Book Recommendation -- American Idols by Bob Hostetler

Over the last several months it has come to my attention that I have neglected one of the early practices of this blog—book reviews. I have been reading but I have failed to continue to write about books that I have gleaned something from.

If you are an avid reader, I am certain that at some points that you have talked back to the books that you read. I figure that if I buy a book, it is my property and I can treat it as such. Therefore, if I want to mark it up, write in the margins, or talk to it, I can have such liberties because it is my property.

Ever since our little Dave Ramsey journey through Financial Peace University, my book purchases have had to be much more judicious. The bad thing about this is that I have been unable to purchase books at a “beyond my ability to read them rate.” The good thing is that I have picked up some older books that have been in my personal library for quite some time and either I have not finished them or had not read them. Because of the Dave Ramsey effect, I now have to wait out my book purchases and instead of impulsively buying them, I can now only get them on a really “need” them level.

Such is the book that I mention now by Bob Hostetler. I went to Lifeway over a period of about two months before I finally pulled the trigger and bought this one. I must admit that I had read large portions of it before I purchased it. Finally I got tired of shifting from one foot to another and reading it in the isle as people busily walked around me.

The whole premise of the book is that America is filled with idols. Hostetler works up a good Bible study beginning on page 9 as he walks through the process in Exodus 32:1-7 that led the children of Israel to build their golden calf. He entitles it “The Alchemy of Idolatry.” I will list the following steps that he brings out that led to their graven image:

  • Impatience -- They got tired of waiting for Moses on the mountain. While Moses was receiving the most powerful of revelations for their wilderness passage, they could not wait long enough for God’s timing to develop. “We seek for satisfaction from illegitimate sources because we don’t want to wait for our legitimate Source.”
  • Unbelief -- They allowed the impatience of the day to put unbelief into their heart about Moses’ whereabouts. They said “we wot not what has become of him.” This KJVese could be translated, “we don’t even know what has happened to him.” This incited their lurch toward idolatry. We don’t know about tomorrow. Or our prayers. Or our troubles. Or what is awaiting us around the corner. Suddenly the God who had gotten them out had them boxed in.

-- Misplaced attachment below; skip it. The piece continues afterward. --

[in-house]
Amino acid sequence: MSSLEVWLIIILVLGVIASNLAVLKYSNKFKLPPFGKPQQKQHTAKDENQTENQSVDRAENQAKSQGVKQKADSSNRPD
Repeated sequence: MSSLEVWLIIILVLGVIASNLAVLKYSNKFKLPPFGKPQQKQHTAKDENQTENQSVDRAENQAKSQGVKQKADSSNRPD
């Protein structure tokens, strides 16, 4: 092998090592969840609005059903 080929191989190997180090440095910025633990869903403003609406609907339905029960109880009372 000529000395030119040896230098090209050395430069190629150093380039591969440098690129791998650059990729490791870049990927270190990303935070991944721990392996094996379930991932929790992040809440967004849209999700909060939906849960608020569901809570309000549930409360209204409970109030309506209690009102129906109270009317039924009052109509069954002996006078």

• Pragmatism -- They desired for someone to make them a god that will lead them on. It did not really matter if the god had life. Aaron, just build us something we can see. It is quite ironic that Moses was getting the instructions for the Tabernacle that would house the most sacred things of Israel while they were clamoring for another god. The demand for a god to make them more comfortable was the thing they wanted. Give us a god we can use. Easy. User-friendly. A serviceable idol.
  • Ingratitude -- Another contributing factor to their idolatry was their quick ability to forget where God had brought them from. Romans chapter 1 mentions the wrath of God’s abandonment. One of the characteristics of the godless is that they are “unthankful.” When our prayers lose their gratitude and thankfulness, trouble is brewing. Ingratitude leads on toward a sense of entitlement.
  • Regression -- Their spiritual impatience led to a spiritual regression. Aaron’s choice of a golden calf was not a mistake. He was taking one of the most important of the Egyptian gods, Apis, the bull god of Memphis, who was associated with Ptah, the creator of the universe. Anytime our spiritual aspirations sink, we will serve a lesser, earthly, worldly god.
  • Compromise -- Notice in Exodus 32:4-5 that Aaron called this golden bull the Lord. In effect he was saying, “Ok, if you must have an idol, let’s at least call it the Lord. Let’s not abandon the first commandment, even if you insist on breaking the second.”
  • Corruption -- When the idol set in on them, it devoured them. Their worship became corrupted. The things they once offered the Lord were now placed at the hooves of a surrogate god. It turned into a drunken and debauched deal. “Corrupted worship of the one, true God is not worship of him at all. You cannot mix Living Water and sewage into a potable blend. You cannot make dance partners of holiness and idolatry.”

This book is literally loaded with examples of how that our culture is serving up very weak surrogates for God. This book is worth the time and money. I promise you that your highlighter and red pen will make many marks in the margins.

For the sake of your curiosity I list the chapter titles:

  • The eBay Attitude (Consumerism)
  • The Darwinian Conjecture (Naturalism)
  • The Cowboy Ethic (Individualism)
  • The Rock Star Syndrome (Celebrity)
  • The Microwave Mentality (Instant Gratification)
  • The Superman Myth (Humanism)
  • The Cult of Personal Experience (Experience)
  • The Lexus Nexus (Success)
  • The Eros Ethos (Sensuality, Sexual Freedom)
  • The Burger King Way (Choice)
  • The Passion for Fashion (Appearance)
  • The La-Z-Boy Life (Comfort)
  • The Modern Baal (Money)
  • The Martha Malady (Busyness)

The Appendix mentions some characteristics of a good church which serves as some extra food for thought.


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